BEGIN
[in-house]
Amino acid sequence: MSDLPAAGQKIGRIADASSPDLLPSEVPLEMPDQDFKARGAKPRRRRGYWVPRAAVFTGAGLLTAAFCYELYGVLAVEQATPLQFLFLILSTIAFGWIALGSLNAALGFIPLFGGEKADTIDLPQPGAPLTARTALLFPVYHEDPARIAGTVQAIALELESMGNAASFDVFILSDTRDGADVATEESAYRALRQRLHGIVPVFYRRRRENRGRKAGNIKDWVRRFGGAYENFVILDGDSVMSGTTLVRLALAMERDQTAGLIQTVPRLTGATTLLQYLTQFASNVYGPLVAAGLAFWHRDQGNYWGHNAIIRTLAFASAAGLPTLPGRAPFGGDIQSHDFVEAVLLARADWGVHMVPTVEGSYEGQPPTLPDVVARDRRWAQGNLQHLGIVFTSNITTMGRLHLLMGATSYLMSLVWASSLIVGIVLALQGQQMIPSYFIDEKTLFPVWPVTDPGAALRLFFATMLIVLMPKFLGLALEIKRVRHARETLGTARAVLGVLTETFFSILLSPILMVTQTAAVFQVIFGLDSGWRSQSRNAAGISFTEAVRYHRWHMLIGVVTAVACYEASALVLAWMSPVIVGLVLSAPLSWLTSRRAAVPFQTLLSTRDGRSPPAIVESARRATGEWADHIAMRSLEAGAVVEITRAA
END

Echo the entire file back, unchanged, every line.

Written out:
[in-house]
Amino acid sequence: MSDLPAAGQKIGRIADASSPDLLPSEVPLEMPDQDFKARGAKPRRRRGYWVPRAAVFTGAGLLTAAFCYELYGVLAVEQATPLQFLFLILSTIAFGWIALGSLNAALGFIPLFGGEKADTIDLPQPGAPLTARTALLFPVYHEDPARIAGTVQAIALELESMGNAASFDVFILSDTRDGADVATEESAYRALRQRLHGIVPVFYRRRRENRGRKAGNIKDWVRRFGGAYENFVILDGDSVMSGTTLVRLALAMERDQTAGLIQTVPRLTGATTLLQYLTQFASNVYGPLVAAGLAFWHRDQGNYWGHNAIIRTLAFASAAGLPTLPGRAPFGGDIQSHDFVEAVLLARADWGVHMVPTVEGSYEGQPPTLPDVVARDRRWAQGNLQHLGIVFTSNITTMGRLHLLMGATSYLMSLVWASSLIVGIVLALQGQQMIPSYFIDEKTLFPVWPVTDPGAALRLFFATMLIVLMPKFLGLALEIKRVRHARETLGTARAVLGVLTETFFSILLSPILMVTQTAAVFQVIFGLDSGWRSQSRNAAGISFTEAVRYHRWHMLIGVVTAVACYEASALVLAWMSPVIVGLVLSAPLSWLTSRRAAVPFQTLLSTRDGRSPPAIVESARRATGEWADHIAMRSLEAGAVVEITRAA